There is one popular phrase that finds frequent employ in our nation that is more loathed than any other. That phrase is “Chalta hai”, which means “it’ll do”, but is contextually used to imply that “anything goes”.
“This is India bhai, sab kuch chalta hai” - (Freshly bribed Govt worker)
“Little bit here and there is okay” - (Post 1970s generation uncle & aunty)
“Que sera sera” - (Douchetastic media-elite quip)
“Koi bhi chalega” - (Average rural electorate rationale)
“Jo hoga dekha jayega” - (Police Sub-Inspector before a mob-control Go)
“Solpa adjust madi” - (Alumni IIT-ian startup founder in Bangalore)
“We’re not in America any more” - (NRI, seconds before tossing cigarette butts away)
If you’ve Been to India, you’ve seen it.
If you’ve lived in India, even for a very short while, there are extremely good odds you have had your eyes pierced with someone’s swinging, slothful, happy-go-lucky attitudes regarding their everyday diligence.
It could be something like a broken wire being allowed to stay live on the ground, a child discarding a candy wrapper on the road, people rushing queues to be serviced first, late coming and absenteeism in a Govt office, negligent Govt hospital staff or an apathetic police investigation - that reflect the chalta hai mindset.
If you think an individual is the most impacted by this attitude, think again. The chalta hai attitude is why we persevered with World War I grade weapons and hand out ineffective bullet-proof vests to our elite security personnel. The same attitude reflected in accounting practices, book-keeping, audits and surveys is why corruption is deeply entrenched into our system.
It’s why traders overbook and under-deliver. It’s why we’ve built a society with a blame-the-politician expectation. It’s why strikes, bandhs, satyagrahas and riots are the resorted means to draw attention to urgent grievances. It’s why 55% of India still pay bribes to peddle influence in government offices.
It’s a fight for India’s soul.
The problem? Everyone knows it’s a problem.
Everyone knows why it’s bad. Everyone knows it must be changed. Everyone knows it’s something that involves an inward looking process. Everyone knows that he/she must first absorb that change within his/her selves first. Everyone knows the power of an individual in effecting that change.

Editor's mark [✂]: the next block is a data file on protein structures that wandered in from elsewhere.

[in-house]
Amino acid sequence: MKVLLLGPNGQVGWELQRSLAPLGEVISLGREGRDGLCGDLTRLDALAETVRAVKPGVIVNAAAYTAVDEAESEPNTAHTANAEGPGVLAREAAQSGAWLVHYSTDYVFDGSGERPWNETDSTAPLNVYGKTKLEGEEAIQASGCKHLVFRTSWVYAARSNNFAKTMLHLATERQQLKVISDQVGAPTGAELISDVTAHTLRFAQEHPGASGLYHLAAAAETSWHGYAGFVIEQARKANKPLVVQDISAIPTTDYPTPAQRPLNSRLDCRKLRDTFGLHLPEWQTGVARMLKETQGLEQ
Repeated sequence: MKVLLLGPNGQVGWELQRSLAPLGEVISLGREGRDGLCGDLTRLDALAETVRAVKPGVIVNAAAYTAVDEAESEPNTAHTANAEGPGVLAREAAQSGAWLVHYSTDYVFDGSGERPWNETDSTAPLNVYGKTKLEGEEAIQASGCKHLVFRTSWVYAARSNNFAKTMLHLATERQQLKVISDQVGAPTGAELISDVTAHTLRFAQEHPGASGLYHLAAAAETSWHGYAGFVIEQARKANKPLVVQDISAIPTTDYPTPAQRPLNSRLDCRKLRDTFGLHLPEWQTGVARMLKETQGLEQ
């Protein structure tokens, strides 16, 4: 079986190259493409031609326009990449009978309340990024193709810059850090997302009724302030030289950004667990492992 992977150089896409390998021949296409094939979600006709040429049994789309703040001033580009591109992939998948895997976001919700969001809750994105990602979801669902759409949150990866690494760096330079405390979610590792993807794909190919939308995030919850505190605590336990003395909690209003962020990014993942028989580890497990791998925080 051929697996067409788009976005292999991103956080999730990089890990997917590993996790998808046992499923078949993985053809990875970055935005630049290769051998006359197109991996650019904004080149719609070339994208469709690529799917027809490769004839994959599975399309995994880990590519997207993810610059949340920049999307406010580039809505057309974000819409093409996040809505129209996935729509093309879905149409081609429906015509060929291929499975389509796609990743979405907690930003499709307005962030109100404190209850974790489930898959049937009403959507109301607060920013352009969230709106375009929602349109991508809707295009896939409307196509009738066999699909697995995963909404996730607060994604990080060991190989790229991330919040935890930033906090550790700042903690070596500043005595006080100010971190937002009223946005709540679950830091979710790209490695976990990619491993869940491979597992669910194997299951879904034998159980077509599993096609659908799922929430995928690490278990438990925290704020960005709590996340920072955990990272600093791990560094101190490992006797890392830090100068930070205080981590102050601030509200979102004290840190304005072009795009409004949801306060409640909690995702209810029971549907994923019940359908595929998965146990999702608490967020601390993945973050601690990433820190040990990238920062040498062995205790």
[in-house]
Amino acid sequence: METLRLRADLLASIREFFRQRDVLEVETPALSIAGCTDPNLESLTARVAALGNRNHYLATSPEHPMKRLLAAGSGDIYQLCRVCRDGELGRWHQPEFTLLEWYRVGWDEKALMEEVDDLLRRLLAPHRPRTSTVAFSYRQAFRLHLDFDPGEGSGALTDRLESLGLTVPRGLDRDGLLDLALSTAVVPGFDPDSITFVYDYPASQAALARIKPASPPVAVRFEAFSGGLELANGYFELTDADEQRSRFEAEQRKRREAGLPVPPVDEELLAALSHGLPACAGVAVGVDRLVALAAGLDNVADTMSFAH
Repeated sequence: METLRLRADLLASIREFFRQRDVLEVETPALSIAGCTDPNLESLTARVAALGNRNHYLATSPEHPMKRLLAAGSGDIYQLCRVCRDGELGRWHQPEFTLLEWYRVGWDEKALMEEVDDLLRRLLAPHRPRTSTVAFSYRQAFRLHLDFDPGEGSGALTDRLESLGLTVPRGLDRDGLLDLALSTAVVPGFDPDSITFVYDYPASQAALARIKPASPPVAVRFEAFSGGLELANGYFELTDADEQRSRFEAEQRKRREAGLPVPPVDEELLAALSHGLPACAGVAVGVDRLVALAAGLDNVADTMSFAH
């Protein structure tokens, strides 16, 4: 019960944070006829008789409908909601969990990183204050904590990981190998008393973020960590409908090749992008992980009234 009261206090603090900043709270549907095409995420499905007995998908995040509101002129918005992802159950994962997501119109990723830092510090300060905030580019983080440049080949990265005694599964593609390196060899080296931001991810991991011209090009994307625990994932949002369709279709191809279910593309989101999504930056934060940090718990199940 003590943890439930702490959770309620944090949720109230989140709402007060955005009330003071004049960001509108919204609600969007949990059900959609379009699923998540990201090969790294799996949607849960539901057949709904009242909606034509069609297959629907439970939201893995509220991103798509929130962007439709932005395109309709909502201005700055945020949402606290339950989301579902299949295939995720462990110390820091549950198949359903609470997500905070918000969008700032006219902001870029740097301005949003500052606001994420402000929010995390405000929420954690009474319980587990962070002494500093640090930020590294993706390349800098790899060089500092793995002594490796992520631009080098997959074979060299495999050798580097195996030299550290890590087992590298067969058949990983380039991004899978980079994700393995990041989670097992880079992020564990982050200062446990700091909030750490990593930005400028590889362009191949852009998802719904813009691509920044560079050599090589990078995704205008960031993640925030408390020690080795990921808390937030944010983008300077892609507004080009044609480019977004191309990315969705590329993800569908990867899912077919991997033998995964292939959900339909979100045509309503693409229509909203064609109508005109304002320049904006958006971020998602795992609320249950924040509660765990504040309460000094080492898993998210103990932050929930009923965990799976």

Everyone has reached overwhelming consensus, that if imbibed into a mindset, we will just be begging for shoddy workmanship, improvident planning, poor implementation and poorer maintenance in everything we do; and that it will ultimately spell disaster for our country.
And yet, everyone drowns in it every day.
Why it’s a hard problem to solve:
One attempt at explaining it is by evoking what social scientists refer to as the Broken Windows theory.
The theory is exemplified in the following paragraph:
“Consider a building with a few broken windows. If the windows are not repaired, the tendency is for vandals to break a few more windows. Eventually, they may even break into the building, and if it’s unoccupied, perhaps become squatters or light fires inside. Or consider a sidewalk. Some litter accumulates. Soon, more litter accumulates. Eventually, people even start leaving bags of trash from take-out restaurants there or breaking into cars.”
Broken windows are how an overflowing trash receptacle becomes a landfill in a few months. Broken windows are guarantors for signalling decline in a society, thereby spurring other social neglect. A norm is set toward mediocrity and when the shared expectations of a community is significantly lowered, it breeds more disorder.
Thus a society begins its move toward a downward spiral, setting the scene for crime and vandalism to be tolerated. If a society is accepting of broken windows, then most transformative changes are resisted in favor of the status quo, and then eventually toward ruin, abandon and decline.